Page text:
Custodial workers are on the front lines of the coronavirus, but some of them say they’re not being treated as such.
The union representing some of those workers says stressful conditions, a lack of personal protective equipment and no hazard pay have left them feeling scared to go to work.
“It’s a tale of two stories—when you look outside it’s peaceful,” said Rashawn Banks, an environmental service worker at Stroger Hospital. “But when you go into the hospital it’s a zoo. Where the hell are all these people coming from?”
Banks has worked at Stroger for about 15 years and says he’s never seen anything like the coronavirus pandemic. He’s used to cleaning out rooms on the radiation floors for chemotherapy patients, but the pandemic has put the hospital staff in a different world. He said the reality of the situation hit him when he saw at least 10 people being rolled out for the morgue.
“Every day this has become the new normal—it’s put you in a paranoid state,” Banks said.
Sylvia Kizer is another environmental service worker at Stroger Hospital. She’s been at the hospital for over 25 years.
“Once I get home and I try and fall asleep, I wake up every hour because the closer I get to work my stomach gets upset,” Kizer said. “The stress level is so high but you try for it not to be seen.”
Both Banks and Kizer have seen a lag with getting proper personal protective equipment. Banks said he’s just starting to get the proper masks.
In a statement, Cook County Health, which manages Stroger Hospital, said:
“Using CDC protocols and guidance and building on Cook County Health’s standard infection control practices, CCH has been working since January to prepare our system and train our employees for this pandemic. We are immensely grateful to our team whose commitment to our patients has never been stronger.”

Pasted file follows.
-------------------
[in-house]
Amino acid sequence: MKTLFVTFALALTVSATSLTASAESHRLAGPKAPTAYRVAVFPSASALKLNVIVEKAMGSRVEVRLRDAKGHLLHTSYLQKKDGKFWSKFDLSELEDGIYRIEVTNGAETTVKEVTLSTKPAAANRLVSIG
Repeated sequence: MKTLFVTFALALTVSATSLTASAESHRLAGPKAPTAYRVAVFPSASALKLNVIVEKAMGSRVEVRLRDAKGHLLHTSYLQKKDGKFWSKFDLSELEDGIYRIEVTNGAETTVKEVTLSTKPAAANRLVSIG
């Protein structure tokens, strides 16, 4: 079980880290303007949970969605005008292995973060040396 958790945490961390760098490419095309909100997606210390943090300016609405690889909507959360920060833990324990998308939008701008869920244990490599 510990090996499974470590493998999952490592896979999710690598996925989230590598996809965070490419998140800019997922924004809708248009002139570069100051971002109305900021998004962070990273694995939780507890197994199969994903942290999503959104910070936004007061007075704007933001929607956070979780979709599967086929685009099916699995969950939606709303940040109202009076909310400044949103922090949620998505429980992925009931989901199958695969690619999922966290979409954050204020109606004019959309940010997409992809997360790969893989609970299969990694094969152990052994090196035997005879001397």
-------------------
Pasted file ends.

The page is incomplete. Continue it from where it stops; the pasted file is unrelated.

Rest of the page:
Kizer said she’s just been provided with blue masks, not the N-95 mask. While she’s not working on a COVID-19 floor, she’s nervous about cross-contamination and says it’s impossible to follow social distancing guidelines in that environment. She added that she’s not getting other protective gear, like foot covers or shields—she’s only wearing her regular uniform.
According to a statement from Cook County Health, “CCH is providing testing to any employee who has a clinical or epidemiological indication for testing.”
Banks said he has not heard of the hospital testing custodial workers.
“If they test us, they’d lose 90% of us and they would go into a crisis,” Banks said.
More than anything, Kizer said employees want hazard pay. She said they’re working out of their job description and working more because of the added precautions from COVID-19.
She said custodial employees aren’t treated as if they’re important.
“Cleaning people in the hospital are overlooked. People talk about nurses and doctors,” Banks said. “But we protect the people that protect you. We are front-line workers.”